What is affected in motor neurone disease ?
The limbs become very weak and people have difficulty walking. Weakness of the arms can cause difficulty with dressing and other self care. Eventually the person becomes bed-bound.
Speaking and swallowing
If the disorder is concentrated on the nerves to the mouth and face the person may develop slurred speech. They may also have difficulty with choking on food. This problem is almost universal in advanced motor neurone disease.
Eventually, motor neurone disease affects the muscles of breathing. This causes progressive shortness of breath and a tendency to develop chest infections.
What is the treatment of motor neurone disease ?
Currently there is no cure for the condition. The medication riluzole slightly slows the progression of the disorder. Rizuzole has a very modest effect on the disorder. For this reason it is not funded for NZ patients.
The main treatment of motor neurone disease is control of the symptoms.
Cramps can be controlled with Vitamin E, certain anti-convulsant medications and quinine.
Physiotherapy and occupational therapy assessments are often useful. The physiotherapist along with an occupational therapist can advise on various aids for mobility such as walking sticks and frames or wheelchairs.
People with motor neurone disease who develop swallowing disorders should have an assessment by a speech language therapist. The therapists can advise on alterations in the consistency and nature of various foods to assist with swallowing. If swallowing is a prominent part of the disorder, then certain people benefit from a feeding tube either passed through the nose and down into the stomach or through the abdominal wall. This is known as a PEG. If weight loss is a problem, then a dietitian can often provide helpful advice.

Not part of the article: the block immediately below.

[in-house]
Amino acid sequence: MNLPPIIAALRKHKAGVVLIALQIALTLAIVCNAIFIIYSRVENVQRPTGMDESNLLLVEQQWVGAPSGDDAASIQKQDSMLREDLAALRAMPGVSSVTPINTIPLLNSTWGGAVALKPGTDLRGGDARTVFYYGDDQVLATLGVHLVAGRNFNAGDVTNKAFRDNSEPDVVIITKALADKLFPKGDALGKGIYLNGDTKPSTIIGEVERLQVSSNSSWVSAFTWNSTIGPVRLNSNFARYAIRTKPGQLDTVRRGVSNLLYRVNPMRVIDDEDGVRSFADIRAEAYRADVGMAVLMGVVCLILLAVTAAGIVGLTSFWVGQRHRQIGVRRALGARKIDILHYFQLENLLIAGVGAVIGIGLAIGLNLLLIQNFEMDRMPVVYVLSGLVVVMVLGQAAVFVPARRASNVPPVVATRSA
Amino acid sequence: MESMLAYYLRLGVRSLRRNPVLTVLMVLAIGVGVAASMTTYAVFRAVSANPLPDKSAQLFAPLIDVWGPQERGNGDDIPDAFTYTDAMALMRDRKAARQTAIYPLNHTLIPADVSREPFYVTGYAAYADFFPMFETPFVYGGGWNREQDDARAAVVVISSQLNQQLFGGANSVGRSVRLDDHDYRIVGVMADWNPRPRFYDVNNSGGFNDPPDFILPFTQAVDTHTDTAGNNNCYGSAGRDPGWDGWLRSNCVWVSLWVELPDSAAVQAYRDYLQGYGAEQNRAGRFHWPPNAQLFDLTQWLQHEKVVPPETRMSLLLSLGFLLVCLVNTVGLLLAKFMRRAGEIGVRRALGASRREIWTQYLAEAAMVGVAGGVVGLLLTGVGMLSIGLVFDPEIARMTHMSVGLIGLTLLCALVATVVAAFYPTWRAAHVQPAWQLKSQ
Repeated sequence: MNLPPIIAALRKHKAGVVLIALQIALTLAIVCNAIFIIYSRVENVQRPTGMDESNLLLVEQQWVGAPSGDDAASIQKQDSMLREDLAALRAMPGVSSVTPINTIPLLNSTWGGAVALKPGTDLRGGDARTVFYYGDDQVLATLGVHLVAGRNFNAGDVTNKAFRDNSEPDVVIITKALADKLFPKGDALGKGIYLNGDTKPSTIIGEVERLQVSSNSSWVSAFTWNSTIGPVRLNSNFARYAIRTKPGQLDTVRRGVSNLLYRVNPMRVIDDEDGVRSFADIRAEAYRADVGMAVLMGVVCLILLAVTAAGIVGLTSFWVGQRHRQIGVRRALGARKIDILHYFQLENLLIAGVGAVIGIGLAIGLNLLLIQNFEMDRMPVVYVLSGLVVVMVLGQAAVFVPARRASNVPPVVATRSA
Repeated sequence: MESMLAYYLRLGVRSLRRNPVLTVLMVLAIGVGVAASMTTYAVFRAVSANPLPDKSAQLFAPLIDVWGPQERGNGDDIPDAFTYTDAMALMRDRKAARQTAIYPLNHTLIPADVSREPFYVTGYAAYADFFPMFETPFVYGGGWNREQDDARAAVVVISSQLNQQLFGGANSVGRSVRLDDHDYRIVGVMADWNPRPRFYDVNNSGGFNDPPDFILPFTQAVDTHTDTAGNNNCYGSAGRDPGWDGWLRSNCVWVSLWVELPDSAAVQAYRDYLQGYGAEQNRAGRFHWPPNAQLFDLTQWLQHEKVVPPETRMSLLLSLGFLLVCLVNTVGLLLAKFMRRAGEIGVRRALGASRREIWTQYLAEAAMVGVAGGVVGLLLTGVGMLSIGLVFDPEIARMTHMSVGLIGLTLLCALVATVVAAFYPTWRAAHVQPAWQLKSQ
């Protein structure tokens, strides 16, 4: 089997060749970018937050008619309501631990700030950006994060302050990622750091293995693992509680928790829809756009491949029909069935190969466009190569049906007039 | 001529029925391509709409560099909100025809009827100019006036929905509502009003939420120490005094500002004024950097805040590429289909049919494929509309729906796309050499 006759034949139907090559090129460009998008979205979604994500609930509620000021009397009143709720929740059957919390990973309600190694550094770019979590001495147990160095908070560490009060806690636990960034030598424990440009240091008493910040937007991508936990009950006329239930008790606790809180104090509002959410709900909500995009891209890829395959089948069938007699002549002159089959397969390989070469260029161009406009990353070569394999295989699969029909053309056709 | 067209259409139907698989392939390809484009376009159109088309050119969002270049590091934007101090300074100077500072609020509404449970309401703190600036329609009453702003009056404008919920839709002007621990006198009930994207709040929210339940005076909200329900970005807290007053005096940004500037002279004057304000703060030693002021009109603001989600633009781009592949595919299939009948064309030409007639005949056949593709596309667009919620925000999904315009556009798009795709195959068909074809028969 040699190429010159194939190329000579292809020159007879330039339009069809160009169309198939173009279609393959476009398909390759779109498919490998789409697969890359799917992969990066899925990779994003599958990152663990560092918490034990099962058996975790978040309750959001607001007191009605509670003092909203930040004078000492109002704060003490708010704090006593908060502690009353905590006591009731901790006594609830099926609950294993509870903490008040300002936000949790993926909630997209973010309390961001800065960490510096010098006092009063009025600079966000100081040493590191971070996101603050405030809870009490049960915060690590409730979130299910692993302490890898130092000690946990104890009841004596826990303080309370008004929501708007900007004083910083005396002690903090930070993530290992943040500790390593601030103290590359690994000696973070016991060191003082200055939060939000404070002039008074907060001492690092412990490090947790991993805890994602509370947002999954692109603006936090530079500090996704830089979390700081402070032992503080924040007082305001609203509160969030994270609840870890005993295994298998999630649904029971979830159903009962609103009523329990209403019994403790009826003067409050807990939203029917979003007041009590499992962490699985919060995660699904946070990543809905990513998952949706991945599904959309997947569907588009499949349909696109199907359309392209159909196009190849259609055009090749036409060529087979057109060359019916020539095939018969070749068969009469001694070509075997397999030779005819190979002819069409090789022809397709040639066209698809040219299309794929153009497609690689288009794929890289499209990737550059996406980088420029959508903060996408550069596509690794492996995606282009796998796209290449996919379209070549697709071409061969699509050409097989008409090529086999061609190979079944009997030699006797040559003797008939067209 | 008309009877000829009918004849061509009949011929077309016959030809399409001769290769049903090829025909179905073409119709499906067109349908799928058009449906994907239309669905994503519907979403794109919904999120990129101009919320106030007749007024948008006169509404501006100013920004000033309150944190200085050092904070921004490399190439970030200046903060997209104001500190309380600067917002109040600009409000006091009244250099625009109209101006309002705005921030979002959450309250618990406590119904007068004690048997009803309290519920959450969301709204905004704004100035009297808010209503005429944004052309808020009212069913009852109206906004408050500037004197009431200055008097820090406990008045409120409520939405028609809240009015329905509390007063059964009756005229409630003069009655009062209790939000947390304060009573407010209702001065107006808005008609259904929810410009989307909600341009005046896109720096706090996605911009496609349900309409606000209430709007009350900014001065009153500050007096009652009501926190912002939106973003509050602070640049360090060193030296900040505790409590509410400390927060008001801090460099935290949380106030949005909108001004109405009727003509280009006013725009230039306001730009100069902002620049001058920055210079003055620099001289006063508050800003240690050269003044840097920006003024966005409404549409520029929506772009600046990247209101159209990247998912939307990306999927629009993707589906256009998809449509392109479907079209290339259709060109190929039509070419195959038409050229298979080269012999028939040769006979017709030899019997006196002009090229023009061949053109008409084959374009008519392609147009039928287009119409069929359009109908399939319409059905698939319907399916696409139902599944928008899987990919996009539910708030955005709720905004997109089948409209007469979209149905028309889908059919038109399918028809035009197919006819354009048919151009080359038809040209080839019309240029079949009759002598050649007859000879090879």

Appropriate sleeping positions and physiotherapy to clear chest secretions can often help breathing difficulties. Very occasionally patients benefit from a special breathing apparatus that can be worn in bed overnight to help the breathing process. This is a complicated issue as patients can become dependent on the breathing machine. Sometimes this leads to inappropriate prolongation of the disease. Before a breathing machine is started, the person with motor neurone disease and the family must understand clearly that there will come a time when the breathing support should be discontinued.
What are future trends in motor neurone disease ?
The discovery of genes for motor neurone disease is very exciting and encouraging. By understanding the functions of these genes, it is possible for scientists to determine the abnormal process causing the degeneration of the nerves. Once that process is understood, medications can be developed to stop or slow that process. While riluzole is not very effective for motor neurone disease, the fact that it works at all suggests that more powerful or effective medications will be developed in the future.
Support in New-Zealand.
Yes. NZ has an active Motor Neurone Disease Association. There are branches throughout NZ. The National Office can be reached at P O Box 2129, Wellington, ph: 04-473-5555, fax: 04-499-4675, email: firstname.lastname@example.org.